Nov 012013
Mayor Stephen Cassidy

Mayor Stephen Cassidy

Stephen Cassidy has not resigned as Mayor of San Leandro.  He is even planning to run for re-election in 2014.  But for all intents and purposes he has abdicated his responsibilities as Mayor of the City in favor of being just another Council Member.

San Leandro has a Mayor-City Council-City Manager sort of government.  The powers not expressly given to the Mayor or Manager, are reserved for the Council.   While this is not a “strong Mayor” city, there are a handful of responsibilities that the Charter describes as the powers and duties of the Mayor alone. These are not optional, the Charter provides that they Mayor shall exercise the enumerated powers, not that he may.

The three primary enumerated powers of the Mayor are those to “recommend City policy,” “recommend to the Council appropriate and necessary legislation” and “recommend programs for the physical, economic, social and cultural development of the City“.   This exclusive power to set the agenda is, according to Mark Petracca, associate professor of political science at UC Irvine,  almost universal for Mayors of California cities. “It’s one of the very few explicit powers that they have.”

Cassidy, however, has abdicated this responsibility to the whole council.  “As a general rule, neither the Mayor nor an individual Council member has authority to place a substantive item on the Council agenda solely by him or herself. It takes four members of the Council to agree to hear the matter[,]” Cassidy wrote on his Facebook page.  He did not explain, however, that this method of setting the agenda is not legal under the Charter, and that it’s implemented only by his choice.

Cassidy has also been extremely reluctant to exercise his only other substantive authority as Mayor, that “to suspend implementation of any action taken by the Council”.  He’s done it once in the three years he has been in office, when he suspended the raising the flag of the People’s Republic of China.  Even then, he did so reluctantly and, apparently, in fear of the massive public outrage at the Council’s decision.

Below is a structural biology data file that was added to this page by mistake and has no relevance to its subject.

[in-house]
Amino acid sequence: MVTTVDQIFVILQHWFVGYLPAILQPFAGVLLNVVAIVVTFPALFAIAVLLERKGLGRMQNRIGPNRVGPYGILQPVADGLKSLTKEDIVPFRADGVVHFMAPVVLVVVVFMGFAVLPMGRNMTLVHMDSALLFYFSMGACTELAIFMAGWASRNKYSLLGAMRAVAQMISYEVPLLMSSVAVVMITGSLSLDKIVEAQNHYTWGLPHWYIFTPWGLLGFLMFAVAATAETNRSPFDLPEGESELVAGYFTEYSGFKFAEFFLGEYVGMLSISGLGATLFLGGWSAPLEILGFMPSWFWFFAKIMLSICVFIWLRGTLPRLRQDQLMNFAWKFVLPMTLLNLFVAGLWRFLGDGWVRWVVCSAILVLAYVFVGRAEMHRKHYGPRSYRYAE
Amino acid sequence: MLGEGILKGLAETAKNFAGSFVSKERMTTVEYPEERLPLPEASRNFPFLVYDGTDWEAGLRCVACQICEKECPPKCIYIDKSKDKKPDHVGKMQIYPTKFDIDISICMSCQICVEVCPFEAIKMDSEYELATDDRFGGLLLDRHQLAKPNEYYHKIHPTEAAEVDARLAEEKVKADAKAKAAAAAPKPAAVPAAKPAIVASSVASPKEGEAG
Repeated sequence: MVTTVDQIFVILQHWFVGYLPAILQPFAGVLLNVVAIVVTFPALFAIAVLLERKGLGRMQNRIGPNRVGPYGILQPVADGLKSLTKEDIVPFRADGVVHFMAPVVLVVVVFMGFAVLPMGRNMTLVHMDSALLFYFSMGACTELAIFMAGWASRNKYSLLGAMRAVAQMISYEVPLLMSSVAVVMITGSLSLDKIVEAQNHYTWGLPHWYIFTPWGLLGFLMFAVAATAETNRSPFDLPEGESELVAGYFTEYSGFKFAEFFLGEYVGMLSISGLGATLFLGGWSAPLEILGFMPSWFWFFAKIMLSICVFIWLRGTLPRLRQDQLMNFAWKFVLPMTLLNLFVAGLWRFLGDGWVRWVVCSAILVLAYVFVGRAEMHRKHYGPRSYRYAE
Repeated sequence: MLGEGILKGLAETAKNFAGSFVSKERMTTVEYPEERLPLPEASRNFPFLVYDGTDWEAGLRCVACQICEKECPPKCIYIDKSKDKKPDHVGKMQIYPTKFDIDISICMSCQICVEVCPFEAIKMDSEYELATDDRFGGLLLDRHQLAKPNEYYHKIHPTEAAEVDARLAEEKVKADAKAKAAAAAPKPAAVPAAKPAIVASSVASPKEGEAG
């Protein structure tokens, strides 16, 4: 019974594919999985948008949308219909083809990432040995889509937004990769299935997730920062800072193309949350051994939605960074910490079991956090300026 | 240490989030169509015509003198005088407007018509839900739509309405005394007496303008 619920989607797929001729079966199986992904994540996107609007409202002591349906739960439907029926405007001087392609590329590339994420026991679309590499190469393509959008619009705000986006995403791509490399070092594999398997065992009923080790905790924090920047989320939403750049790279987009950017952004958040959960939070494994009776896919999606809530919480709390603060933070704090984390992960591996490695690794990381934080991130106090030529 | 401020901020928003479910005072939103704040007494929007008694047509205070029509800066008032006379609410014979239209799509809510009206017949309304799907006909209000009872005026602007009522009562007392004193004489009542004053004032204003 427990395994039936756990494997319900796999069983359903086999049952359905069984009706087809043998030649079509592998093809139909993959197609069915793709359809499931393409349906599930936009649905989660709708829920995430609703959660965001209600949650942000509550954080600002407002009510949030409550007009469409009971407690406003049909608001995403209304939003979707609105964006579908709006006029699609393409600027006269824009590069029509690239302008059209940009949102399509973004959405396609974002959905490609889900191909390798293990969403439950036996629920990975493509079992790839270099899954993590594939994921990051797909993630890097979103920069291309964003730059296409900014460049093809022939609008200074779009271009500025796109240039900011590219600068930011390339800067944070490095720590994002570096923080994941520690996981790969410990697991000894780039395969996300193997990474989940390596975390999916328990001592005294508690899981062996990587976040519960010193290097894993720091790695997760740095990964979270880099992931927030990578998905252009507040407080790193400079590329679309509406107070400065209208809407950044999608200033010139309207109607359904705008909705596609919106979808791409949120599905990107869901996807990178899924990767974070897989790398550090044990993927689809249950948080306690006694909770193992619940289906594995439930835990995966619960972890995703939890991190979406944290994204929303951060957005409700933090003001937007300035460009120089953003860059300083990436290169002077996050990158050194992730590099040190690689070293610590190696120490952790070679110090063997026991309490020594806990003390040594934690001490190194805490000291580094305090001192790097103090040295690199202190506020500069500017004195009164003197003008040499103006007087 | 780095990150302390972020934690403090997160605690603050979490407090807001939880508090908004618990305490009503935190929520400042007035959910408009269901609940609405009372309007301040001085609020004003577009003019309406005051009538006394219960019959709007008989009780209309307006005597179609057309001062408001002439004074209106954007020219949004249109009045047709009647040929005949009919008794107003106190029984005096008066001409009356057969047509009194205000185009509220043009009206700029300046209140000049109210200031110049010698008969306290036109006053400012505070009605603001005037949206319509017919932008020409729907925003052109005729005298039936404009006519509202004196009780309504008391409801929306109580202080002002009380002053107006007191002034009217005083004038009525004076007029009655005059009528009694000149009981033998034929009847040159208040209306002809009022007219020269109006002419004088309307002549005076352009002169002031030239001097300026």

To be fair, Cassidy does exercise his administrative duties.  He does “preside at meetings of the Council,” “establish and dissolve ad hoc committees” and “represent the City in intergovernmental relations” either  “personally or by delegated representative.” He also does “report to the public from time to time on the affairs of the City” and somewhat exercise his responsibility “for public relations” by show up at the occasional community event and blogging.  He often hands off to the Vice-Mayor the responsibility to “represent the City for ceremonial purposes,” however.  Finally, if he’s fulfilling his responsibility to “provide leadership and marshal citizen participation in City activities” he is doing so very, very quietly.

But the latter powers are of much lesser importance than the former. The primary duty of the Mayor is to set the direction of the City.  This is what Cassidy refuses to do.  Whether that is because he is incapable or just unwilling to accept the political consequences, is unclear.  But the question remains:  if Cassidy won’t exercise the responsibilities of being Mayor, why be Mayor at all? If all he wants is a vote in the Council, he can just run for a seat, the one for his district will be open in 2014.  If it’s the title that he wants, perhaps the City Council can just name him “Mayor Emeritus” and San Leandro can elect someone as Mayor who actually wants the job.    Mayor Cassidy has made it clear, that is not him.

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